huge premium for condition, light + views for this 20-26 N. Moore Street loft

what a difference a day makes (+ light + views + renovation)
Let’s stay near the corner of N. Moore and Varick Streets, just above my favorite Tribeca bar, Walkers. Yesterday we stopped on the 5th floor of the western half of the two-building coop 20-26 N. Moore Street (20-26 N. Moore Street loft sells quickly if you don’t count 2008 and 2009), where #5W sold for $2.5mm in July, after a quick successful campaign in 2010 and a drawn-out unsuccessful campaign in 2008 and 2009. Today’s visit is to look at #8W, which sold for $3.6mm on August 2 after a public campaign that StreetEasy missed. How to account for that huge spread?

#8W looks to be a little wider than #5W, with “glorious lights and views” south, east and west (“glorious” is not a word you hear every day in this business) and is described at a whole ‘nother level than the likely-to-be-gutted #5W, in sum: “masterfully renovated and in mint move-in condition”, with 4 bedrooms, 3 baths, and central air. Those differences in width, condition, light and views earned a nearly 40% premium (assuming “2,700 sq ft” for #5W, for $926/ft, compared to “2,800 sq ft” for #8W, for $1,286/ft).

filling in the StreetEasy gap
The inter-firm data-base shows that #8W was marketed from February 15 at $3.95mm until the contract by March 30 at $3.6mm. The Tabak listing description is still live on their website as a closed sale here (scroll down, and down), with the pictures here and floor plan here. No idea why StreetEasy didn’t see this.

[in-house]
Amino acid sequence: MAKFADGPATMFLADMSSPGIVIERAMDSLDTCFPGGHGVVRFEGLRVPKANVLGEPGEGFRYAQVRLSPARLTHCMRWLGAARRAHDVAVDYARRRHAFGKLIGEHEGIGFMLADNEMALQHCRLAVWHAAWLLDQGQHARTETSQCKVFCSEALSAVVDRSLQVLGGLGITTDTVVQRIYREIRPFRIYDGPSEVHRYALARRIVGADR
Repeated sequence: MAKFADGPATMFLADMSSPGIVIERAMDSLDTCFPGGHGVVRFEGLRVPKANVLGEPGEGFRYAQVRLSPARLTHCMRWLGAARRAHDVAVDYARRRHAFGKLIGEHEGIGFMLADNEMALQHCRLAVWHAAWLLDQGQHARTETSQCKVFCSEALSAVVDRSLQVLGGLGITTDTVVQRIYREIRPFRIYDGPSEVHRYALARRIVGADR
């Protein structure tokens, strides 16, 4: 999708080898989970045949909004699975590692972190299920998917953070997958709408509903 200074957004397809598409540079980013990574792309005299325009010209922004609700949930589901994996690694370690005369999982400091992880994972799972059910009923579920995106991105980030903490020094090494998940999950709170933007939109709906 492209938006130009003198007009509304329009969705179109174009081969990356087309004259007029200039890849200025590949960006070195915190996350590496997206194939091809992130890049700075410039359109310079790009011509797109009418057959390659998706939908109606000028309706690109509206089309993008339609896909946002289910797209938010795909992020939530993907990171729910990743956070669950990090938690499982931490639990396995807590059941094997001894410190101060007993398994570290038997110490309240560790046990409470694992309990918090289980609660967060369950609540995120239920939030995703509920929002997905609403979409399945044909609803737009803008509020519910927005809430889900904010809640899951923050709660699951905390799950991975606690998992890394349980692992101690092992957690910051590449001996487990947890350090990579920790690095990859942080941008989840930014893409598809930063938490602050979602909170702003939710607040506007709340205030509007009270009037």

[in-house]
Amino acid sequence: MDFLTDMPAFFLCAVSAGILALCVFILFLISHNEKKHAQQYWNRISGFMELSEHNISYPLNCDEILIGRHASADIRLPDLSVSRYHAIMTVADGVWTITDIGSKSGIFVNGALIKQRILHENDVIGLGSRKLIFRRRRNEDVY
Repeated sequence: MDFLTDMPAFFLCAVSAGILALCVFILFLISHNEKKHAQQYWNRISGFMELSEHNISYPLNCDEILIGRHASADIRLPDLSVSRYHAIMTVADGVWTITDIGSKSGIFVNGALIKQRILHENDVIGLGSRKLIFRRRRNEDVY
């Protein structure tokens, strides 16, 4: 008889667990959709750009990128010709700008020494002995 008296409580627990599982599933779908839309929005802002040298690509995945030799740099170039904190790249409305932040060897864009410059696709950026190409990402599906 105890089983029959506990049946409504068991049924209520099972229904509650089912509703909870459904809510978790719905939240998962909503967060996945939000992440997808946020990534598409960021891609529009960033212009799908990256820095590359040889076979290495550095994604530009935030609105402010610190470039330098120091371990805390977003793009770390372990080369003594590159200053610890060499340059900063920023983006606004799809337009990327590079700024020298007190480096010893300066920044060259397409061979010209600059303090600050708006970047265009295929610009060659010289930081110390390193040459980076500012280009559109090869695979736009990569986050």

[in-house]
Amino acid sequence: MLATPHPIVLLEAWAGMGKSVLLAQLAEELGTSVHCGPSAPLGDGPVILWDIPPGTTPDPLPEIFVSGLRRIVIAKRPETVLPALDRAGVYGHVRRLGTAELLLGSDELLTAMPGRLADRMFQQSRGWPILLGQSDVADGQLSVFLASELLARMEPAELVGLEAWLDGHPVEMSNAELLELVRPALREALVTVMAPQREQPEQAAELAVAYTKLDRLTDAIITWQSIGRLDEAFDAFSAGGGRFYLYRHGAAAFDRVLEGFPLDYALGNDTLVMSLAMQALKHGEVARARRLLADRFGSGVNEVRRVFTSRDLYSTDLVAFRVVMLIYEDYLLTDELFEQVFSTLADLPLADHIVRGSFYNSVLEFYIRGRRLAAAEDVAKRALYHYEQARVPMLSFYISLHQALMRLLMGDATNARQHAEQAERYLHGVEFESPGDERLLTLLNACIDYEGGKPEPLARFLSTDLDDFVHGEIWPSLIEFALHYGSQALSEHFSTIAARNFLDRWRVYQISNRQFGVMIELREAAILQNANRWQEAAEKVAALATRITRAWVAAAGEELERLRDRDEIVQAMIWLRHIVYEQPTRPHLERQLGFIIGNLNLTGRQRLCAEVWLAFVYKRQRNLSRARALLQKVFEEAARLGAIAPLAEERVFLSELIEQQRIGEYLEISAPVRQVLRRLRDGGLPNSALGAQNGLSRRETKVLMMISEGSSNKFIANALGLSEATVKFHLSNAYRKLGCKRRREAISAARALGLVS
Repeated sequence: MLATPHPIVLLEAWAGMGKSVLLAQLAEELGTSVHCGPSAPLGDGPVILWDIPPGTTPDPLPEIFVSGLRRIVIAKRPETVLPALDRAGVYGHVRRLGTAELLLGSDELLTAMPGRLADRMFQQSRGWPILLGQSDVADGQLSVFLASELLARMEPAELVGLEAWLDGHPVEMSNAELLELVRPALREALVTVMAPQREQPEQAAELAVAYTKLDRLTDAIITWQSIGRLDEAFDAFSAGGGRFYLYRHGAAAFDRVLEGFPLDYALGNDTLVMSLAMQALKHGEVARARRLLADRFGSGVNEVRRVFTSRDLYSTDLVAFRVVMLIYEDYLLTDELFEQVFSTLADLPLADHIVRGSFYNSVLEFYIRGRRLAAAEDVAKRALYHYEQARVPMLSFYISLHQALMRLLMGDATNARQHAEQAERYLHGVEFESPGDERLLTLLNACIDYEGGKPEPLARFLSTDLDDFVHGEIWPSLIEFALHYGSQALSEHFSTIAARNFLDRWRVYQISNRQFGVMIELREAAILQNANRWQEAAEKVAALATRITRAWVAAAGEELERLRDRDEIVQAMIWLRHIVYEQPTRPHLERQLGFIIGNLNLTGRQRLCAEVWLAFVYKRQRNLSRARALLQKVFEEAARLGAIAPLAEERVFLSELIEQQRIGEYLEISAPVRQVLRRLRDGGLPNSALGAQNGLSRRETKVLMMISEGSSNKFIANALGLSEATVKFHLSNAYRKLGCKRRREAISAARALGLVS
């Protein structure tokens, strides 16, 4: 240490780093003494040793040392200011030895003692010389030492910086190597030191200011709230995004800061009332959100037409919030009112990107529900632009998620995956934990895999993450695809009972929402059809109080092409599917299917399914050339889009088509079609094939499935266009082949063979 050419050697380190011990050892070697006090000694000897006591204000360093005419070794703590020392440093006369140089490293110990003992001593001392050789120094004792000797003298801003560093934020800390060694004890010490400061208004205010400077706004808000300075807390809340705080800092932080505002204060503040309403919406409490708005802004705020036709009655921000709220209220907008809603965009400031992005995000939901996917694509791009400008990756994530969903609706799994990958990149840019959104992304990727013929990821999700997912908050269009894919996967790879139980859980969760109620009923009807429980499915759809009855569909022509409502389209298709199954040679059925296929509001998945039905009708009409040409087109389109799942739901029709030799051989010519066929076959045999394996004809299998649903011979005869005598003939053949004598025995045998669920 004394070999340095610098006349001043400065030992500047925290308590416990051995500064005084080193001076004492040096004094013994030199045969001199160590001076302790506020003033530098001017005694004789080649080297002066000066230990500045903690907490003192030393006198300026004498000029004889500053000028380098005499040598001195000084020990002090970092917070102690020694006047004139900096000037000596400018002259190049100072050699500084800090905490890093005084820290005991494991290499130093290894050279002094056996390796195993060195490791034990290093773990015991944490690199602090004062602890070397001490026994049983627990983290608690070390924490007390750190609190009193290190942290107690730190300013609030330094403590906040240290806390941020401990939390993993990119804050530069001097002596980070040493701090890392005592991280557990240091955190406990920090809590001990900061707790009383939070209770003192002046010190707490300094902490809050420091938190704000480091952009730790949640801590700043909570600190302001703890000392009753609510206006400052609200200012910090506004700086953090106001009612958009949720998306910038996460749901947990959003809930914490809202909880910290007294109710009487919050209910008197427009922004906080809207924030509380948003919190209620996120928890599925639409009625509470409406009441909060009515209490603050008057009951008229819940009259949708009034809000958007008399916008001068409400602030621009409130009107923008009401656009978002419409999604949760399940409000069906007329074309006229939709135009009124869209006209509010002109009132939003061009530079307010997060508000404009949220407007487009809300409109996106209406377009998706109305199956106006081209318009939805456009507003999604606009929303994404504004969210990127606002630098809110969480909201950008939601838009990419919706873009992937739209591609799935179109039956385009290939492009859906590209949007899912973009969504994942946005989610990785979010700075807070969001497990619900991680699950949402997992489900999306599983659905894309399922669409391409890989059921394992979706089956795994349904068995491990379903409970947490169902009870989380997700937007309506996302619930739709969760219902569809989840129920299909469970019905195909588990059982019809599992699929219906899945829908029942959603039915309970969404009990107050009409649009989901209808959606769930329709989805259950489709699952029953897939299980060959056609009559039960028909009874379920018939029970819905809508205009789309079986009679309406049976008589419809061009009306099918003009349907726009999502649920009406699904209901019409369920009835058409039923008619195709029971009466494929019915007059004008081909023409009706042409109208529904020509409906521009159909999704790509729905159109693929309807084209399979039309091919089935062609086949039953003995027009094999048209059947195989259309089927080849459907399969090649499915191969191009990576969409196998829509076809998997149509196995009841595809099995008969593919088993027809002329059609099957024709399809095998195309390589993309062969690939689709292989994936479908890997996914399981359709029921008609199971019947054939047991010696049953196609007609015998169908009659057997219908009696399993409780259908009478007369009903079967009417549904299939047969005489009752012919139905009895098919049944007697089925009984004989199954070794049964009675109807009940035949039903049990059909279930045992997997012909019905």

Dept of Redundancy Dept
Again: these lofts directly competed with each other. Same building, almost the same footprint. #8W followed #5W to market by 9 days and found a contract three weeks sooner. It is hard to imagine that everyone who saw one unit did not also see the other, in the 6 weeks #8W was available. The Market did not just prefer the one with more light in better condition over the other; the spread was 40%.

every picture tells the story, sorta
The comparison to the condition of #5W is evident in the #8W pictures, but I wish there were pictures of the view. At this height, the south windows clear the roof top (barely, but still) of 156 Franklin Street, so #8W is laid out opposite to #5W: living area is at the back (south), bedrooms in front (north), facing the Atalanta at 25 N. Moore Street.

Depending on water tower and nearby building angles, there might be angled views of the Woolworth Building, the north end of Battery Park City, and (soon!) the World Trade Center towers. There should certainly be great light south and west from the living room. But there are no pictures to tell that story. Sigh.

from the Department of Picky-Picky
With so many rooms, it takes a long time for the loft to open up when you get off the elevator. (See that second picture.) And I don’t get the point of the “den” / living room wall; it would have a much more open feel if there were visual access to that third south window. But with 4 real bedrooms plus a den plus an “additional room”, this was built for quite a large brood. If the buyers have fewer kids and/or a different life-style, I expect some of those walls to come down. Opening up the den and removing the “second” bedroom would go a long way.

But this is mere quibbling, given the 40% premium over #5W.

[UPDATE 9/30:

well, this is embarrassing
i should always check that well-known source for information about Manhattan lofts before writing about a specific loft or building … Manhattan Loft Guy. I knew this loft sale was familiar, as I hit it soon after it closed, in my Aug 11, 20-26 N. Moore loft clears at $1,286/ft with no frills. Fortunately, this new post uses the actual listing photos and floor plan (i.e.,thre’s added value, while the Aug 11 point was:

I can’t think of another loft in a similarly classic small Tribeca coop with no amenities that has cleared recently at as high a price-per-foot as #8W.

At least I wasn’t totally redundant.]

© Sandy Mattingly 2010


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